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  • Author or Editor: Joel Gillin x
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This article argues that ritual can play a positive role in democratic politics in conditions of pluralism. It situates discussions of ritual and pluralism in the context of anthropological and social theory. It examines two insights scholars have made with regards to ritual that make it both compatible with and enabling of pluralism: ritual creates cohesion without agreement and a ‘subjunctive’ space for managing ambiguity. Finally, it develops an account of how these important social benefits of ritual are connected to a democratic pluralist politics, especially its formal, institutional dimensions. Drawing on the work of Luke Bretherton and Chantal Mouffe, it argues that ritual can strengthen the informal dimensions of citizenship and thus affective bonds toward the political community. The claim is also made that ritual constructs shared discourse by creating forms of life from which agreement can emerge in discursive political contexts.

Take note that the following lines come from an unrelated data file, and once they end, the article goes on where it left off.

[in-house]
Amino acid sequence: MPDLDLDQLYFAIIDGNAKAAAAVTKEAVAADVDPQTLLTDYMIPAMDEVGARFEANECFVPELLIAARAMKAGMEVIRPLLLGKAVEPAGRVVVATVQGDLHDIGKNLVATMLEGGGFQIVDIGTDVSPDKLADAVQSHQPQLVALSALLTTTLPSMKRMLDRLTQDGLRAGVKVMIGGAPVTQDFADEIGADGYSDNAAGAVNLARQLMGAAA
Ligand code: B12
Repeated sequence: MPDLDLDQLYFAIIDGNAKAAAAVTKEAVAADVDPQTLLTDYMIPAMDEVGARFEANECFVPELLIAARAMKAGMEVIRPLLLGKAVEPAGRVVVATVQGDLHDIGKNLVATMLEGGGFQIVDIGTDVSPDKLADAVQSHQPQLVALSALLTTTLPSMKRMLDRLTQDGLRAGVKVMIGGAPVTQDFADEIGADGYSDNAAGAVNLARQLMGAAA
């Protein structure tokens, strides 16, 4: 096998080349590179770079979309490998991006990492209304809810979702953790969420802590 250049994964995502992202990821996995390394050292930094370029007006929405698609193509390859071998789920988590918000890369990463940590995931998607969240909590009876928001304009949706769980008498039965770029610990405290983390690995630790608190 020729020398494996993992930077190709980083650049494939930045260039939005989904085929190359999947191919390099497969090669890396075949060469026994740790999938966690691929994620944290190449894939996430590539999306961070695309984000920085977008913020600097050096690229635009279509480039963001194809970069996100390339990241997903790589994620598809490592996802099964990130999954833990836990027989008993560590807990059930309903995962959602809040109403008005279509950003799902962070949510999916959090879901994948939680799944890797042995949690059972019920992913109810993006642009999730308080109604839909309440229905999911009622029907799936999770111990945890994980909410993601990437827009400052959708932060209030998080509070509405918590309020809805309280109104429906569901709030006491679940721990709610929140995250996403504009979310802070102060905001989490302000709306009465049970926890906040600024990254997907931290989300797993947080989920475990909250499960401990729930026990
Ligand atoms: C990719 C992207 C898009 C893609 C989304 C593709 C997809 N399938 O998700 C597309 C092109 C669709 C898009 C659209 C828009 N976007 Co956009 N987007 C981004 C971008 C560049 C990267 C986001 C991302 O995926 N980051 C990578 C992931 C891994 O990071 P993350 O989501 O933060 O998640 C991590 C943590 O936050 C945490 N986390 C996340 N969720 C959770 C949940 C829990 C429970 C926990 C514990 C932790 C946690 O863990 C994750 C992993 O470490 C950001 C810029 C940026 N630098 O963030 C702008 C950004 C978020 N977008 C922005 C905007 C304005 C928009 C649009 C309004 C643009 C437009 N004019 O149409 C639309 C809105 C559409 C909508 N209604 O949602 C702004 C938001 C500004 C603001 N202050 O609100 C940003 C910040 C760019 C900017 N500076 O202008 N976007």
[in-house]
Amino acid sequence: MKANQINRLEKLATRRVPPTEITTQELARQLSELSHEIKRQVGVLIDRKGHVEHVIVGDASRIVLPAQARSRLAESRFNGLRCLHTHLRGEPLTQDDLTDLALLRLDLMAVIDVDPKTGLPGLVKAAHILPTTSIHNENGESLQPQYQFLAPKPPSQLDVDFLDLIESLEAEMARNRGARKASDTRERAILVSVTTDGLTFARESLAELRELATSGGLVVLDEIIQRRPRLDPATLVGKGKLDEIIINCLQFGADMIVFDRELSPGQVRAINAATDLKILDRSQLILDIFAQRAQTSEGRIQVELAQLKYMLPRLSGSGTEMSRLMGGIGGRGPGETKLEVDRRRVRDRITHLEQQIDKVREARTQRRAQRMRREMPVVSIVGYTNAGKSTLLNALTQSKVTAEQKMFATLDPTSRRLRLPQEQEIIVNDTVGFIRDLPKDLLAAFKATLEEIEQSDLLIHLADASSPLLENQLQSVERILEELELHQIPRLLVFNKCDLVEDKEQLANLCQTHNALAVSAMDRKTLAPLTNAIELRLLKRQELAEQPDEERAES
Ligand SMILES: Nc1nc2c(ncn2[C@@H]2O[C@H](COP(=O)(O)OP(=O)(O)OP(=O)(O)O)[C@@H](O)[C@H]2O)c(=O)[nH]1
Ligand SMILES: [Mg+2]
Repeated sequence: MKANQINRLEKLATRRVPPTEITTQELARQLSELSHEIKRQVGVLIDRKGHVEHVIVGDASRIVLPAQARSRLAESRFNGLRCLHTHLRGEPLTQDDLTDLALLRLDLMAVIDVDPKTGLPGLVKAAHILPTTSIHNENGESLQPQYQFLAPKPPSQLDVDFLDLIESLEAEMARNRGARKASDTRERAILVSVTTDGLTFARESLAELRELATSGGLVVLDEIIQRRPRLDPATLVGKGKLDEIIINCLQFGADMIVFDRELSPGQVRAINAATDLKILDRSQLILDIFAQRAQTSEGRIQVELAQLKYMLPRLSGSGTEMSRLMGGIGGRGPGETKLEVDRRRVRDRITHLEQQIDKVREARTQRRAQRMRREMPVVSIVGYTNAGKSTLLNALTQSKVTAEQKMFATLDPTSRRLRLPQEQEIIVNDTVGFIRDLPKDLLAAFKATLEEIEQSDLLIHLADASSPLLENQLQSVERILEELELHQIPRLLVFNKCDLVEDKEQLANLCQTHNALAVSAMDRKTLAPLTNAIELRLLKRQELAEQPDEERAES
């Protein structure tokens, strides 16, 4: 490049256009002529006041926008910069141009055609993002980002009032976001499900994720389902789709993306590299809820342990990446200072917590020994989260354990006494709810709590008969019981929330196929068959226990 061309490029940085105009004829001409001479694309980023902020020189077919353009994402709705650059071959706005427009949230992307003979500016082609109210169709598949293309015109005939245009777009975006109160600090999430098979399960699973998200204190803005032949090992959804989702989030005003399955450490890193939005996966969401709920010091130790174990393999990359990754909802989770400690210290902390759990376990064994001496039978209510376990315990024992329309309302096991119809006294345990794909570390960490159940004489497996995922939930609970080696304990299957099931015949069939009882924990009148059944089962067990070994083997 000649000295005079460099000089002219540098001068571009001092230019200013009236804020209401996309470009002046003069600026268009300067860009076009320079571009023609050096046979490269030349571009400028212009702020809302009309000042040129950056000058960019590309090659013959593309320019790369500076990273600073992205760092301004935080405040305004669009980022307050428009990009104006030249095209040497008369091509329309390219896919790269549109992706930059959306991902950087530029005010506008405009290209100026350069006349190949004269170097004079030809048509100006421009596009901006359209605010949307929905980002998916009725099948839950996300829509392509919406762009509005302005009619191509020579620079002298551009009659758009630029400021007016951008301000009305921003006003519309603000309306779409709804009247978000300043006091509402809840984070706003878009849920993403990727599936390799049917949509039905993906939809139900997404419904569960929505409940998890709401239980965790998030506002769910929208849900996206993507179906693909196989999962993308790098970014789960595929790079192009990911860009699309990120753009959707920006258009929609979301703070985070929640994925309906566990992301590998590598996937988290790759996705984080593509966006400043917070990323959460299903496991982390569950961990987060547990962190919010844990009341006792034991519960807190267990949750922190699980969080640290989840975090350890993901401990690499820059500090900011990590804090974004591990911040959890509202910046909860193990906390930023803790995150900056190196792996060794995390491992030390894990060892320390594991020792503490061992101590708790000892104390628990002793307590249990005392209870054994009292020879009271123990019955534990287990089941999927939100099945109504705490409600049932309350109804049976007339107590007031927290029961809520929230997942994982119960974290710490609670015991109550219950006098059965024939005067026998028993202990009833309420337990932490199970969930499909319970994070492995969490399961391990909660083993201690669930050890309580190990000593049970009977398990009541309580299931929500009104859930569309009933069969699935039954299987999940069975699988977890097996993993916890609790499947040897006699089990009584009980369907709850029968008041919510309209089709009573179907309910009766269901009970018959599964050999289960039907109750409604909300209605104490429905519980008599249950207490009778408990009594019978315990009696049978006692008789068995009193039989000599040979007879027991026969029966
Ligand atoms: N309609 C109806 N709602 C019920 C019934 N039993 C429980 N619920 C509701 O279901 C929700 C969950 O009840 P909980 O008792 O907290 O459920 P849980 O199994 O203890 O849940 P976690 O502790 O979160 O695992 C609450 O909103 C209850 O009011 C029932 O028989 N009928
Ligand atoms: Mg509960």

In: International Journal of Public Theology